J u n e    2 0 1 8
T a b l e   o f   C o n t e n t s 
D i r e c t o r ' s  H a i k u 

We love HOPE's folks! This 
Month we talked to some rock-stars. 
Read on to learn more.

H O P E   I s   H i r i n g !  

Job Type:  Full Time, non-exempt
Salary: $52,000 -$62,000 (Salary offer depends on experience)
Start Date: As soon as possible
Deadline: Early applications are encouraged. Position is open until filled.

Position description: This new position will work closely with HOPE staff, community members, and partners to develop equitable policies, create and win policy campaigns, and engage in policy implementation and enforcement. A key piece of the work will be ensuring community members have significant opportunities for genuine engagement, leadership, and ownership of HOPE's policy work. HOPE's policy work currently focuses on healthy retail, land use, neighborhood planning, and school food. Other policy and systems change initiatives may be identified in the future by community members, staff, and partners.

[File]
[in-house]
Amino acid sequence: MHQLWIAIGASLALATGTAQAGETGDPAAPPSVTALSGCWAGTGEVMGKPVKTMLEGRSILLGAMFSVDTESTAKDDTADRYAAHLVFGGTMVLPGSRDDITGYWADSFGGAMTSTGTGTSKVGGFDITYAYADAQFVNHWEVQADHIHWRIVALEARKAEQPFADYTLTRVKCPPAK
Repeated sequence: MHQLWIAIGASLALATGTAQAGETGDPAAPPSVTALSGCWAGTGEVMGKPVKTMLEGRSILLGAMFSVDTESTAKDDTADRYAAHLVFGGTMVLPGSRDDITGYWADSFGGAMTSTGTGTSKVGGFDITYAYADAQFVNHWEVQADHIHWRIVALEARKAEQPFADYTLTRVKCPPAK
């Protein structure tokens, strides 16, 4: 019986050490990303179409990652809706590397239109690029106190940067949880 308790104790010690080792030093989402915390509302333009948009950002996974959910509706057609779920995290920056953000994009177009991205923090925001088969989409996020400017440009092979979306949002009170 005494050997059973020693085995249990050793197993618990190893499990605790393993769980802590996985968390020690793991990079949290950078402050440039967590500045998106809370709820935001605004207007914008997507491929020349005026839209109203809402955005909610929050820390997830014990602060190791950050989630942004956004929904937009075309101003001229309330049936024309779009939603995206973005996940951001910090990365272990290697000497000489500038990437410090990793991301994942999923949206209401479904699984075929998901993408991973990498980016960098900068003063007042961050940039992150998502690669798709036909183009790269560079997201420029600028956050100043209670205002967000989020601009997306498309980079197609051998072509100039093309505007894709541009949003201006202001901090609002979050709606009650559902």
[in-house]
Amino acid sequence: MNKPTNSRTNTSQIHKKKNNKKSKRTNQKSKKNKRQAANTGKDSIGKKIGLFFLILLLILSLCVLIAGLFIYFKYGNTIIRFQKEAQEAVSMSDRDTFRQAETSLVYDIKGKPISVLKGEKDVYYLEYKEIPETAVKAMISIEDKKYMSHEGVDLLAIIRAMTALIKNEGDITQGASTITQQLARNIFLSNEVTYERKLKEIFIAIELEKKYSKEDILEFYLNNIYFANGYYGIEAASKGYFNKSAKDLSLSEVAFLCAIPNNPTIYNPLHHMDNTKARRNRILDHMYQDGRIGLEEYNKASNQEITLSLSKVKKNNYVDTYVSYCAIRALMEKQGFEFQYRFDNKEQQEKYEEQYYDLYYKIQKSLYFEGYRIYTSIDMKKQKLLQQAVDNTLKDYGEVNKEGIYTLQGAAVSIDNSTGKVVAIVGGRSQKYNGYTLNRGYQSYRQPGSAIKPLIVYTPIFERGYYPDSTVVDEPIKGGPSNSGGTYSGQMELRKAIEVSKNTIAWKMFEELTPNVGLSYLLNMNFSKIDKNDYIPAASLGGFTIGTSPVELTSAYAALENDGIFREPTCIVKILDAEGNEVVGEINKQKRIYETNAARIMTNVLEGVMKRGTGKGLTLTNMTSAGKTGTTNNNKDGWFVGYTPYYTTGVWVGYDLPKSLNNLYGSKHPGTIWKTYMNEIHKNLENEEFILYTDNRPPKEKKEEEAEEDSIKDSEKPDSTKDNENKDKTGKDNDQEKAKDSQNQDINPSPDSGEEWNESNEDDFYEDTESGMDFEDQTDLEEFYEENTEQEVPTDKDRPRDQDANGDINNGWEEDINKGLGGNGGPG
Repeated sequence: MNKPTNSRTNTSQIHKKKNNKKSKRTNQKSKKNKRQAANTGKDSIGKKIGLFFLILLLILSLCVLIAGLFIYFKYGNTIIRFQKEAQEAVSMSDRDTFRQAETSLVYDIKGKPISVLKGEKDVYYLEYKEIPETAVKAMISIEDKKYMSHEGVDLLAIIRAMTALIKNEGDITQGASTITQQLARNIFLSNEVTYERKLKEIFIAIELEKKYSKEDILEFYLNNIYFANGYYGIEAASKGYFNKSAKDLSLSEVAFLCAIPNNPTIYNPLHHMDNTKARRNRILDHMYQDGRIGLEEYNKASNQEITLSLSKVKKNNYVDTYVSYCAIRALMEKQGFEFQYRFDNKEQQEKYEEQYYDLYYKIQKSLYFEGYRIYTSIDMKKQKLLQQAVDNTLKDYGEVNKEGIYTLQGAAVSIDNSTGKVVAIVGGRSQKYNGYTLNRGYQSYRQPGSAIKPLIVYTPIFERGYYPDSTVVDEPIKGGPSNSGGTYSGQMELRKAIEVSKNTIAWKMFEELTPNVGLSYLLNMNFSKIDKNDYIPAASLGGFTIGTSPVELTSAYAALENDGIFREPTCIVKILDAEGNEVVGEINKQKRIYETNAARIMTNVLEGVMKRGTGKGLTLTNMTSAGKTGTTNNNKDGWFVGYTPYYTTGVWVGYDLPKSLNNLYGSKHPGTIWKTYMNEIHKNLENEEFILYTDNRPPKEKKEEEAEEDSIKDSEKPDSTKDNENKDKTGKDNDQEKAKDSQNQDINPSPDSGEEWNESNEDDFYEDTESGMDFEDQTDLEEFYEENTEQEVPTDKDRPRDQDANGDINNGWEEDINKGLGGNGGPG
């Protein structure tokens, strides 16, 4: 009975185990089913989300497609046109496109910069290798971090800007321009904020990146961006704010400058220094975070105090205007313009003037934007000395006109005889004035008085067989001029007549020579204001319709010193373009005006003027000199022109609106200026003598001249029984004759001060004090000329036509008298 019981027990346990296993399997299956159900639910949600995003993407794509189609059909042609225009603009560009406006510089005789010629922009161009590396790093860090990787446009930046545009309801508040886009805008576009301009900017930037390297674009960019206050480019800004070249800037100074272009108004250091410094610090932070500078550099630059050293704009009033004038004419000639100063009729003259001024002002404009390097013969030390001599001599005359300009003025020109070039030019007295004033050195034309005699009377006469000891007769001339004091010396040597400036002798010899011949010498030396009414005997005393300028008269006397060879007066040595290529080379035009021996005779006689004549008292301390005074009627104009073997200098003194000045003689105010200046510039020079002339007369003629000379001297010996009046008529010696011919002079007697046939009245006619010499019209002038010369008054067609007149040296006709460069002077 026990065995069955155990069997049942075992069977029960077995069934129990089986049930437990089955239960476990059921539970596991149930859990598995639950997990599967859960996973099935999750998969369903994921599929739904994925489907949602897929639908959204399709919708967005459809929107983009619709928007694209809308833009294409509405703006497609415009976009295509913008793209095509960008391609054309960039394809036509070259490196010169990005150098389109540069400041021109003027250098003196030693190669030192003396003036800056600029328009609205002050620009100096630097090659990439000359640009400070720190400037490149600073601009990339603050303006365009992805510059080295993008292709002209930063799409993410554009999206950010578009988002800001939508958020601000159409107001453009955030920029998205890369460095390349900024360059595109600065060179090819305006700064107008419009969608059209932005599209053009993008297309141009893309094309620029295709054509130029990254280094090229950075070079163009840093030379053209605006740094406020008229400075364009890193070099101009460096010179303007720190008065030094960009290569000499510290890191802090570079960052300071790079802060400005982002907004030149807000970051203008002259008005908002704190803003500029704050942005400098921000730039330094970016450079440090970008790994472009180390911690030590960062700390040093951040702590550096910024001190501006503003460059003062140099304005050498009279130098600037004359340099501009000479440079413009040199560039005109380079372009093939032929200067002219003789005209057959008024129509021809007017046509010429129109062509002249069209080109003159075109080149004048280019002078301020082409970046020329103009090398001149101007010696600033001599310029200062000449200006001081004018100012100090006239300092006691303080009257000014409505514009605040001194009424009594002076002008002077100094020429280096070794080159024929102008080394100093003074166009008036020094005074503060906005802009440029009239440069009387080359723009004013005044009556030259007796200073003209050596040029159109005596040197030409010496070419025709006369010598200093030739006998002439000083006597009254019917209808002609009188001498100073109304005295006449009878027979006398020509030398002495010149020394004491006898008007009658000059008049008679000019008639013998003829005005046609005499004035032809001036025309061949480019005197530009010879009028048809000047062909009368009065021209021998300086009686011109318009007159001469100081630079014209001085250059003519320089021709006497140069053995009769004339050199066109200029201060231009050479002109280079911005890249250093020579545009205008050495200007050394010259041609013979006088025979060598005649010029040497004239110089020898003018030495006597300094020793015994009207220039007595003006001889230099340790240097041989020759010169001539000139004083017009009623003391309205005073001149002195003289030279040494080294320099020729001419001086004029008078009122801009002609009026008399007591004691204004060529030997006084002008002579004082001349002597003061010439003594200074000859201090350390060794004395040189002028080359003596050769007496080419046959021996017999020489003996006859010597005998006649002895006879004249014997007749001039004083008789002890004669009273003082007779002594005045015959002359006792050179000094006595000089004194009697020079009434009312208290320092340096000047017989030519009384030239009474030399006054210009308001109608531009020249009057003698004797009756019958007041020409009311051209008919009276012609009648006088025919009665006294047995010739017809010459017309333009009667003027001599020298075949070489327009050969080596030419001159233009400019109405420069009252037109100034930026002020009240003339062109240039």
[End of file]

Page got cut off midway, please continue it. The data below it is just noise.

S p o t l i g h t:  J o s u e   C h a v e z 
HOPE Youth Action Board (YAB) member, Josue Chavez, is a more than worthy subject for our Newsletter Spotlight. Only a Freshman in high school, Josue is a leader among his p eers and was recently appointed to the All City Council (ACC), Oakland Unified School District's (OUSD) student leadership body. In his role as one of two Student Directors, he is given the responsi bility and privilege of being a voice for his peers - to make sure both their ideas and concerns are heard. We talked with Josue to find out just what has inspired him through his journey of leadership and activism that has led him to this position as Student Director, and what role HO PE has played n his exper ience.

C ould you describe your relationship and history with HOPE Collaborative?